Guy Claxton

Creative-Mindedness: When Technology Helps and When It Hinders

Abstract: Creative-mindedness is the broad disposition to come up with a good idea when you need one, and work it through. It relies on a number of factors: the absence of beliefs that might cause one to neglect or misrepresent useful aspects of one’s own mind; the possession of a rich and partly unsystematic neural compost of experience, snippets and understanding;  an intuitive grasp of when and how to think clearly and precisely, and when and how to think vaguely and dreamily; an awkward but irresistible sense of wonderment and scepticism;  patience and persistence in the face of confusion and frustration; and the ability to amass and deploy material, spatial, technological and social resources in a way that is fluidly appropriate to the evolving nature of the creative project. This last factor is perhaps the most important of all: the presence of mind to orchestrate both one’s own mental resources and habits, and the affordances of the outside world, in a way that optimises their ability to mesh with themselves and with each other. Creativity means being smart about yourself, smart about the world, and smart about how to fit the two together.

Sara Diamond

Artists & Designers: An Experiment in Data Visualization

Abstract: OCAD University’s strategic plan Living in the Age of Imagination places a priority on focusing the lenses of art, design and media on contemporary issues and practices outside of the traditional boundaries of art and design.  This has resulted in a myriad of innovative curriculum and research initiatives of specific relevance to HCI.  For example in concert with led partner York University, the University of Toronto and a set of industrial partners OCAD University has created the Centre for Innovation in Information Visualization and Data Driven Design (CIV/DDD), a research hub for the development of next-generation data visualization techniques and their underlying information processing and communication technologies (ICT). This centre is the focus of this talk. The idea was that by bringing an unprecedented number of interdisciplinary artists, designers, media makers, humanist analysts and social scientists into the research partnership we would develop new paradigms of data enquiry, user-centered visualization models, and information processing and display technologies.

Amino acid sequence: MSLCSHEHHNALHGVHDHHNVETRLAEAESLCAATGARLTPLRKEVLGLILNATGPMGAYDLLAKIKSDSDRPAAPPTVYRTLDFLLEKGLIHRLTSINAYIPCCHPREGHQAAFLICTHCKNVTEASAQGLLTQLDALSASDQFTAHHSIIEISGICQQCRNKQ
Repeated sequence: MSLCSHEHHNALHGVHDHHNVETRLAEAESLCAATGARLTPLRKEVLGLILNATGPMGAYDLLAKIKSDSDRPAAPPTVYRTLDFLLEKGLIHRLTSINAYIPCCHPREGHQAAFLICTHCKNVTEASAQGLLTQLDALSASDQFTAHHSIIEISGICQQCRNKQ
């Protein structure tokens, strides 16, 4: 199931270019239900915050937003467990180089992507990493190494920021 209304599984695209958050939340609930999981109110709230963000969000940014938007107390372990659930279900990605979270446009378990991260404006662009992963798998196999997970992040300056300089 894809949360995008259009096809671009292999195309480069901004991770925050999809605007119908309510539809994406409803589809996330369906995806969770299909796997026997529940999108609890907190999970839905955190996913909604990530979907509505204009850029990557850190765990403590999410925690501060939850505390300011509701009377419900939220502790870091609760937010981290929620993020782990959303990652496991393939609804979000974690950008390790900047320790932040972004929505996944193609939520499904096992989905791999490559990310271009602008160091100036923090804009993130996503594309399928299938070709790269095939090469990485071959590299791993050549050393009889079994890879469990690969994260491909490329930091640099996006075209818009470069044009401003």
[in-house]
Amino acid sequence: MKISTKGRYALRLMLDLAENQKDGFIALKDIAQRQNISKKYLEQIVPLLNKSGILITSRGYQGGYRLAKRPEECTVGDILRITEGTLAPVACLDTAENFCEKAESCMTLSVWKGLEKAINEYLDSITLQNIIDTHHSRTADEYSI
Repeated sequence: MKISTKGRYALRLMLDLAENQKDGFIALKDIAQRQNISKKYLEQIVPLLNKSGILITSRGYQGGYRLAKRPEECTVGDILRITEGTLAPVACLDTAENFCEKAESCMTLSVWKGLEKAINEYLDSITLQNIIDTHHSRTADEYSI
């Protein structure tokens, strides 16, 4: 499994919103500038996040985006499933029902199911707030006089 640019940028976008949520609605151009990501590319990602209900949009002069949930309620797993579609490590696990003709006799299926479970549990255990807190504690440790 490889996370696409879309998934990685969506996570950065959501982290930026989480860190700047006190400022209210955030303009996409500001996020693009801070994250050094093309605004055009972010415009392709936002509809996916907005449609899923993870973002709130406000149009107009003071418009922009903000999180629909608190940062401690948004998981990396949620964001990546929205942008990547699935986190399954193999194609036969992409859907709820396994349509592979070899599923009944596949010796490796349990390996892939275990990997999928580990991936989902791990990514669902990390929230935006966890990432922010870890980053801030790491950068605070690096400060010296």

Ben Shneiderman

Social Discovery Framework: Building Capacity and Seeking Solutions

Abstract: While journalists often portray discovery as the thrilling insight of a brilliant individual, many discoveries require years of work by competing and collaborating teams. Often large amounts of foundational work are necessary and dialogs among participants help clarify goals.  The Social Discovery Framework suggests that (1) there are important processes in building capacity and then seeking solutions and (2) those that initiate requests are often as important as those who seek solutions.  The implications of the Social Discovery Framework are that improved social tools to build capacity, initiate requests, and support dialog would accelerate the discovery process as much as the more visible tools for individuals seeking solutions.

This keynote is partly sponsored by the Best Creative Communication Award.

Atau Tanaka

Music One Participates In

Abstract: Digital music has undergone fundamental shifts – it has gone real time, it has become interactive, it has become miniaturized, and completely democratized. I’ll map out my personal trajectory in this time to look at broader evolutions in the field with sensors, networks, and mobility. These are not just technological changes, but changes that bring about shifts in musical approaches. Form factors change, analogue is reconciled with digital, and new directions in Open Source and DIY culture continue to challenge our assumptions on what it means to be an artist, composer, performer, participant, in these evolving musical/technological landscapes.